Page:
In 2006, Serbia became the last of the six sub-republics of the former Yugoslavia to proclaim its independence and in the same year a new constitution was adopted. It states that the country is a parliamentary republic. There are a large number of political parties but since 2012 Serbia has been ruled by nationalist parties.
When the Union of Serbia and Montenegro disbanded in June 2006 (see Modern History), Serbia became an independent state. In October of that year, the Serbs voted by a marginal margin for a proposal for a new constitution, which was then adopted by Parliament. The new constitution states that the Serbian state is based on European values. It also states that Vojvodina, but also Kosovo, are integral parts of Serbia.
- Countryaah: Total population and chart of Serbia for years of 2020, 2021, 2022, 2023 and 2024. Also covers population density, birth rate, death rate and population growth rates.
The head of state is the president, who is elected in general elections for a term of five years. The President’s powers are relatively limited.
The Serbian Parliament (Narodna Skupština Srbije) has 250 members. General parliamentary elections are held every four years. At the request of the government, the president can dissolve parliament and announce new elections prematurely.
Just months before the 2020 elections, the threshold for parties to get seats in parliament was lowered, from 5 to 3 percent. This was done on the initiative of the dominant party SNS (see below), who said they wanted to increase citizens’ representation. But many judges were critical that the decision was made so shortly before an election and without dialogue, and saw it as a way for the government to try to create legitimacy around an election that large parts of the opposition chose to boycott (see Current policy). Parties that are ethnically based are exempted from the 3 percent barrier.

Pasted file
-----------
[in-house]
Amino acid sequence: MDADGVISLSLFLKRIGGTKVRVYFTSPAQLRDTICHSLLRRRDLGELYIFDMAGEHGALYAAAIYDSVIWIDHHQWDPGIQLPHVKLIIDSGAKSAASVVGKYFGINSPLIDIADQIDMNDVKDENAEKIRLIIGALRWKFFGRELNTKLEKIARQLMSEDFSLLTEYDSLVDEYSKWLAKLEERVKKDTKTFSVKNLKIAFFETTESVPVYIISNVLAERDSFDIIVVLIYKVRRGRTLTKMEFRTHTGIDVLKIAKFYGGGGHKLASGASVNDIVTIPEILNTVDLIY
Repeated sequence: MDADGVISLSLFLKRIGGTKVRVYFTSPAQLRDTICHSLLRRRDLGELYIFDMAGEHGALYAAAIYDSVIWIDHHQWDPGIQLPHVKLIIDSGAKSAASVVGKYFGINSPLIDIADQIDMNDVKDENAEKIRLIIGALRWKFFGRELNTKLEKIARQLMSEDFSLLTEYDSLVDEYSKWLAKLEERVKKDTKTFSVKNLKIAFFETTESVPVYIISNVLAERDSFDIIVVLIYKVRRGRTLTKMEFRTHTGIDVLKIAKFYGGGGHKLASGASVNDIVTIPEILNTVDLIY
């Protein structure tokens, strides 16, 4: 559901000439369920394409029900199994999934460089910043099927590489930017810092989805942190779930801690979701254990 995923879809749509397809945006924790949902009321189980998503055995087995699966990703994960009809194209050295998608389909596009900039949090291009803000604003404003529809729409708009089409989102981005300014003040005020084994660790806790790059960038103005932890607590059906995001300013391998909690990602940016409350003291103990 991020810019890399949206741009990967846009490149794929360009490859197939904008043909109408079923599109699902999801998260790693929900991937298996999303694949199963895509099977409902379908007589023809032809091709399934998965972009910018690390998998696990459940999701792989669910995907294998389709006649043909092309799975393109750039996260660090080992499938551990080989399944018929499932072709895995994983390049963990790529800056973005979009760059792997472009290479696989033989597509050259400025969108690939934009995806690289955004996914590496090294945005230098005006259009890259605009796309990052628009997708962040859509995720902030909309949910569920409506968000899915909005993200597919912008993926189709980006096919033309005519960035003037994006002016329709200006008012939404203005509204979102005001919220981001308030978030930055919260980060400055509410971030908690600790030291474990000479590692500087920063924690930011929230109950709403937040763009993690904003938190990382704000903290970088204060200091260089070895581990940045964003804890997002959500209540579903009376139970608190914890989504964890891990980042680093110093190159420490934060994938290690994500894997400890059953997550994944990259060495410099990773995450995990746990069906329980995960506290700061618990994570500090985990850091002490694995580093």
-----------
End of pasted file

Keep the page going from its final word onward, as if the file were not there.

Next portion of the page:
Short for SCG by Abbreviationfinder, Serbia is divided into 24 municipalities, of which 7 are located in the province of Vojvodina. The capital Belgrade has a special administrative status. Since negotiating an agreement with Kosovo in spring 2013 with Kosovo, whose independence is not recognized, Serbia has refrained from directly controlling the Serbian-dominated municipalities in northern Kosovo. The intention is for these to gain far-reaching self-government.
The major issues in Serbian politics have been how the country should relate to the EU and Kosovo. A large majority of politicians are (at least officially) opposed to recognition of Kosovo as an independent nation. Most are for membership in the EU but the issue has helped to split the parties. The issues are also interconnected, as the EU requires Serbia and Kosovo to establish good relations (and some EU members also want to see Serbian recognition of Kosovo).
The dominant political party has been the Serbian Progress Party since 2012 (Srpska Napredna Stranka, SNS). The party was founded in 2008 by Tomislav Nikolić as a breaker party from the SRS (see below). SNS won the 2012 election, but when Nikolić was simultaneously elected Serbian president, Deputy Party Leader Aleksandar Vučić took over the party leader post. Following SNS’s great successes in the spring 2014 elections, Vučić formed a new government. SNS also won the new election in 2016 and received more than half of the mandate, and thus its own majority. The following year, Vučić won the presidential election. SNS governs all major cities, and after the 2016 election also the province of Vojvodina. There are therefore those who warned that the party, and not least the popular Vučić, has gained too much power (see, among other things, Democracy and Rights andCurrent policy). The party is moderately nationalistic, that is to see Serbia as an EU member but at the same time calls for good contacts with Russia (see Foreign Policy and Defense).